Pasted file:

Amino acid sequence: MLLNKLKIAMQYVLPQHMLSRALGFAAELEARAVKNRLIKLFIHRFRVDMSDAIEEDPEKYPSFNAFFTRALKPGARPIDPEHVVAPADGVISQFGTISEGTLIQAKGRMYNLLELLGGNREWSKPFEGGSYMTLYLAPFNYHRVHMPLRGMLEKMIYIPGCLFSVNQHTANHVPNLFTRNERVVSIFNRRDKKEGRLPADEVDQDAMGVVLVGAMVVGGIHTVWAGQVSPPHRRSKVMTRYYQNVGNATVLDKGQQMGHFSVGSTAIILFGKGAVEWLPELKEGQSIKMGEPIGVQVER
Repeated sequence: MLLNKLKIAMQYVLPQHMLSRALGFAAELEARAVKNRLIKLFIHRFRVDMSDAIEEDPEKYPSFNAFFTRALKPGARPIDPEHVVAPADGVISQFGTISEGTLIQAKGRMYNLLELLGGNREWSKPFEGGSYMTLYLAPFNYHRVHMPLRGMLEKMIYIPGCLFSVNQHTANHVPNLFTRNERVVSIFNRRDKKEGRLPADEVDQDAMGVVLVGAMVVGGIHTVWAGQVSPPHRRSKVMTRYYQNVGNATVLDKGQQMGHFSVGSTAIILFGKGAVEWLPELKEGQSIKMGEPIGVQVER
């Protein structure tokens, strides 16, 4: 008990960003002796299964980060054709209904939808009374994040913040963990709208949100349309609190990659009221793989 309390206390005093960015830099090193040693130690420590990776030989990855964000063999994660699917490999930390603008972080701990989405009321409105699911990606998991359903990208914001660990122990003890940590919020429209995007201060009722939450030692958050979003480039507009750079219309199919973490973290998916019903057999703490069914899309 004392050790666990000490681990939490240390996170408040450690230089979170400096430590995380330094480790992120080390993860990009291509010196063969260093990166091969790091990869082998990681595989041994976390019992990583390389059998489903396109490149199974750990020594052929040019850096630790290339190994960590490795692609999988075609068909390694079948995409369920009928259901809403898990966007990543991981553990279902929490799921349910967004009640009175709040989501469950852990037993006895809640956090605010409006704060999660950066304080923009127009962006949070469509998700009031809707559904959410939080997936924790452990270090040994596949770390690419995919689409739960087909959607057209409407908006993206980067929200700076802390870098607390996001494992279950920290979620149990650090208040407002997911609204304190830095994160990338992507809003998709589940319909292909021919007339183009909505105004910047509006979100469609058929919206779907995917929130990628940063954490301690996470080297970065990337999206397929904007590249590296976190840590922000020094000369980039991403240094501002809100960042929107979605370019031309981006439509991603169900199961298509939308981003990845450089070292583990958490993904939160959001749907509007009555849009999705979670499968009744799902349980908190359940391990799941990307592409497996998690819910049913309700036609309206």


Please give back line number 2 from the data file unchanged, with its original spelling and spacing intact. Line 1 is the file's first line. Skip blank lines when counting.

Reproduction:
Repeated sequence: MLLNKLKIAMQYVLPQHMLSRALGFAAELEARAVKNRLIKLFIHRFRVDMSDAIEEDPEKYPSFNAFFTRALKPGARPIDPEHVVAPADGVISQFGTISEGTLIQAKGRMYNLLELLGGNREWSKPFEGGSYMTLYLAPFNYHRVHMPLRGMLEKMIYIPGCLFSVNQHTANHVPNLFTRNERVVSIFNRRDKKEGRLPADEVDQDAMGVVLVGAMVVGGIHTVWAGQVSPPHRRSKVMTRYYQNVGNATVLDKGQQMGHFSVGSTAIILFGKGAVEWLPELKEGQSIKMGEPIGVQVER